England-based audio brand Bowers & Wilkins is offering audiophiles another ride on its Zeppelin, but this time, there’s a new friend on board. The Zeppelin speaker that was announced on Wednesday marks the first new addition to the series since 2015. It’s flying into the new age by integrating Amazon Alexa and some newer technologies for reducing wireless latency.

Bowers & Wilkins’ Formation series of wireless speakers got Alexa in 2020, but this is the first time the smart assistant gets a ticket for the Zeppelin. For those who would prefer not to speak to Alexa, the speaker has physical buttons, too.

The latest Zeppelin continues the series’ flight toward going completely wireless. Bowers & Wilkins’ original Zeppelin in 2007 was an iPod dock, while the 2011 Zeppelin Air still had a dock but added Apple Airplay. In 2015, the Zeppelin Wireless dropped the dock but offered a 3.5 mm connection. Today’s Zeppelin has no wired option, except for a USB-C port that’s for service only.

Bowers & Wilkins is relying on some of the latest wireless tech to help ensure this decision doesn’t result in lag-laden jam sessions. iOS users can connect via AirPlay 2, which also provides multi-room support. For those who don’t use iOS, there’s the aptX Adaptive Bluetooth codec. Unsurprisingly, the aptX Lossless extension for aptX Adaptive isn’t present, as Qualcomm only announced it in September.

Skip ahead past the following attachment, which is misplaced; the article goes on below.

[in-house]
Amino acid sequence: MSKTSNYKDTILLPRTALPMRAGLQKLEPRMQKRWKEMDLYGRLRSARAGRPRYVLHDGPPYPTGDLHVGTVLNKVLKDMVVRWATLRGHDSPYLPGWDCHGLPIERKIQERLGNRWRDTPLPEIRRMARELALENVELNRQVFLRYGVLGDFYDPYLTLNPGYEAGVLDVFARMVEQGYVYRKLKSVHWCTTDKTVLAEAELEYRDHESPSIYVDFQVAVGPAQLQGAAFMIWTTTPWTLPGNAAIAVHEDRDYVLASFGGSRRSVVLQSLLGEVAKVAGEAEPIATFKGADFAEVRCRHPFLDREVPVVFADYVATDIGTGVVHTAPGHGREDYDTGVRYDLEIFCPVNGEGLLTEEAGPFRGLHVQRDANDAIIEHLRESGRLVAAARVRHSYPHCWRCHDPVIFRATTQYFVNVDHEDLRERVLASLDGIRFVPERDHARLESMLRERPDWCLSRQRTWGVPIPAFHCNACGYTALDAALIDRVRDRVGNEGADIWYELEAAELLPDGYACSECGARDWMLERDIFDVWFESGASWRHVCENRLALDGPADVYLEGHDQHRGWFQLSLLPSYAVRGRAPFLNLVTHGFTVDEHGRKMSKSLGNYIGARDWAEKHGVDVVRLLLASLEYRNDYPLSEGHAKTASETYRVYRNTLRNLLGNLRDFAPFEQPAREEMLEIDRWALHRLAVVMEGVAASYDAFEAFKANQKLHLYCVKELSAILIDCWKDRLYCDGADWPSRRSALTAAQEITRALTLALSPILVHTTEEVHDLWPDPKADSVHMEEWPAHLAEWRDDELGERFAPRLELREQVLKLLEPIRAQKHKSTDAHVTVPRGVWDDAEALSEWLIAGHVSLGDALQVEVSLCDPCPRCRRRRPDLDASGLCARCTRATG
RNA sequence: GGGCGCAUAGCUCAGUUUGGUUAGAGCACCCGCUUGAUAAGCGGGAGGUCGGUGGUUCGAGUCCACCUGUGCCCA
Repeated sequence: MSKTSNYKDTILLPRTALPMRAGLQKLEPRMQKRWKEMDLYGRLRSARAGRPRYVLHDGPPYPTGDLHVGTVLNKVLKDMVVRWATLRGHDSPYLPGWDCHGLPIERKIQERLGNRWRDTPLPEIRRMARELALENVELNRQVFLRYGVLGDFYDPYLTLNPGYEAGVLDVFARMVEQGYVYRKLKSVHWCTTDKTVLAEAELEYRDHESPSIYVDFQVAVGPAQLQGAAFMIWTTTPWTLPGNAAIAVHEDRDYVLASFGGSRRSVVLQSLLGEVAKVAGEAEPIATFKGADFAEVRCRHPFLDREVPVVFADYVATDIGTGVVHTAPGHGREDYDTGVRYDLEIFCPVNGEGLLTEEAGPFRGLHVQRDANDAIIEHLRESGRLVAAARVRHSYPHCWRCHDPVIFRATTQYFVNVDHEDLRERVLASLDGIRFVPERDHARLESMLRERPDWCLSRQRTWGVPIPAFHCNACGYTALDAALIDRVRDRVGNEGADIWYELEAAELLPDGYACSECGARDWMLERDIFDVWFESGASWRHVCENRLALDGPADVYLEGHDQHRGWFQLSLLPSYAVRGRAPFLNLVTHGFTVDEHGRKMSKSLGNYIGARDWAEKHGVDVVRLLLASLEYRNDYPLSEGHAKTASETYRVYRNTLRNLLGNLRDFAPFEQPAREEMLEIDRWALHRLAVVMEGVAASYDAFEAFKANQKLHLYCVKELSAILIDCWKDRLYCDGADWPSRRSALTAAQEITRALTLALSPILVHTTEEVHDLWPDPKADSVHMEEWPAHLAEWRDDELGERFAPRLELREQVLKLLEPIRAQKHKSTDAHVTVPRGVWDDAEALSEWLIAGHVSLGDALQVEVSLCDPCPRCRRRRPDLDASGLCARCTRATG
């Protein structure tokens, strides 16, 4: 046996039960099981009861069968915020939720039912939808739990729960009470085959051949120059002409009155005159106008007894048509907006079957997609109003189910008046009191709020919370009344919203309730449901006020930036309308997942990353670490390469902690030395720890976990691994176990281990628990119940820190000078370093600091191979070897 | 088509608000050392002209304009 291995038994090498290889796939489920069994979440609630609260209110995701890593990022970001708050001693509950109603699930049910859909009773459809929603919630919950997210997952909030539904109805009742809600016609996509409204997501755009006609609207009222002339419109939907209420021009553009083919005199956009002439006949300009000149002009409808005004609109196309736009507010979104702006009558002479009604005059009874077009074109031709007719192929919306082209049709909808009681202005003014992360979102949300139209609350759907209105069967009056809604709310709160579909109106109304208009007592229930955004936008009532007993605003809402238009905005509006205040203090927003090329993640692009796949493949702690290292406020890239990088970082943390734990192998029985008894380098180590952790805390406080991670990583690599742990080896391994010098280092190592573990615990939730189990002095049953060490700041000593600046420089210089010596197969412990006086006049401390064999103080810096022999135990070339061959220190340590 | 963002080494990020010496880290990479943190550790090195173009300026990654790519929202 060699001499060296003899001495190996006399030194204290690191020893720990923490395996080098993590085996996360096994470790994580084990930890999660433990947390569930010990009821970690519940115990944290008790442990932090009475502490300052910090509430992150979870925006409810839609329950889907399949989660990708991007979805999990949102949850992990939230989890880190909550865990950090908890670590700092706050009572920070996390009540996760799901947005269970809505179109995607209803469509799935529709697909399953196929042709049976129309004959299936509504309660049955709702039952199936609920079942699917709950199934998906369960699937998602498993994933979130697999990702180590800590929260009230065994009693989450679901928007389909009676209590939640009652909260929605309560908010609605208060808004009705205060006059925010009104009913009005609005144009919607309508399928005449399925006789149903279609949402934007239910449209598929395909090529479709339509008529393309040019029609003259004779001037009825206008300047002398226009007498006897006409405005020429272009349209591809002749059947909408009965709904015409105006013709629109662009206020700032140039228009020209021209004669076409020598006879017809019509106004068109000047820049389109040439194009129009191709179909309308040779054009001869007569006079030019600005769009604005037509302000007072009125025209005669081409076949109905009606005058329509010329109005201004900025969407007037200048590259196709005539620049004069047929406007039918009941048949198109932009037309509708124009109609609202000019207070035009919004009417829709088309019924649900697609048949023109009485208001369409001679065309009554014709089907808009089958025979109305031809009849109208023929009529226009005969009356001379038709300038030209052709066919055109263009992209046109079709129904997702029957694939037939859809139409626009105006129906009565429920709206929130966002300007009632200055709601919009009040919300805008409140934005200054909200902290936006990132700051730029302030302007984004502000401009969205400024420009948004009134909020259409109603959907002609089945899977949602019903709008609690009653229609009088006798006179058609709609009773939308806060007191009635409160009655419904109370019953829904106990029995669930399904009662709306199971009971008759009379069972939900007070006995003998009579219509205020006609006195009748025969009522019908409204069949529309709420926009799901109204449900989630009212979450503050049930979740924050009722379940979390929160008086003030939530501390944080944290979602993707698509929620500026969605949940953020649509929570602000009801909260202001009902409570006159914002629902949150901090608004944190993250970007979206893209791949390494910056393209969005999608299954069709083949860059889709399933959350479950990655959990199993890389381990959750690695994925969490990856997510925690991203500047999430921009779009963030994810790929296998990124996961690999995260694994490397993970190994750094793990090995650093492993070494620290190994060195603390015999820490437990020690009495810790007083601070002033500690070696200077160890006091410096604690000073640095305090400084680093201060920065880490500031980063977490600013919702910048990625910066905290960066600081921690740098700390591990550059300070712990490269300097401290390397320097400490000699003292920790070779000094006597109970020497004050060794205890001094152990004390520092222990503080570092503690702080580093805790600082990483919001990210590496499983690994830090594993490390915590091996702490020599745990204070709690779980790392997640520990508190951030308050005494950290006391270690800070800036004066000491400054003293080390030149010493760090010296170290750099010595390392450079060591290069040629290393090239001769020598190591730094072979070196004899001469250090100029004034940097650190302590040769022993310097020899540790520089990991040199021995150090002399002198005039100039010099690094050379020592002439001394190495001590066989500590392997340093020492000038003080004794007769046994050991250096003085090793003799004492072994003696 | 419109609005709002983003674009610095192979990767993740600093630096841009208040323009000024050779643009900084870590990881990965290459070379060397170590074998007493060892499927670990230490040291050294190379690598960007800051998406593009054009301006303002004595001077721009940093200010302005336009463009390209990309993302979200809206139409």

The brand says the new Zeppelin is all about the “streaming age.” Like the prior Zeppelin, the new oblong speaker supports Spotify Connect. Downloading the Bowers & Wilkins app lets you control the speaker and use other music-streaming services, including the hi-res-focused Tidal and Qobuz.

Bowers & Wilkins also plans to add multi-room support for non-iOS users in “early 2022″ and suggested that it will continue to update the speaker’s software over the years.

Bowers & Wilkins has outfitted the speaker with a pair of 1-inch double-dome tweeters, two 3.5-inch midrange drivers, and a 6-inch subwoofer for low frequencies. The speaker supports a frequency response of 35–24,000 Hz. According to the company’s announcement, the drivers are “arranged in dedicated left and right speaker assemblies around a central, large subwoofer” and are driven by 240 W in order to fill a room.


Bowers & Wilkins thinks that’s enough to justify a price increase to $800—$100 more than the prior Zeppelin, the Zeppelin Wireless. Of course, there are plenty of Bluetooth speakers for much cheaper that also offer Alexa, Airplay 2, and the like. Bowers & Wilkins will have to prove its worth with sound quality (especially around hi-res) and functionality.


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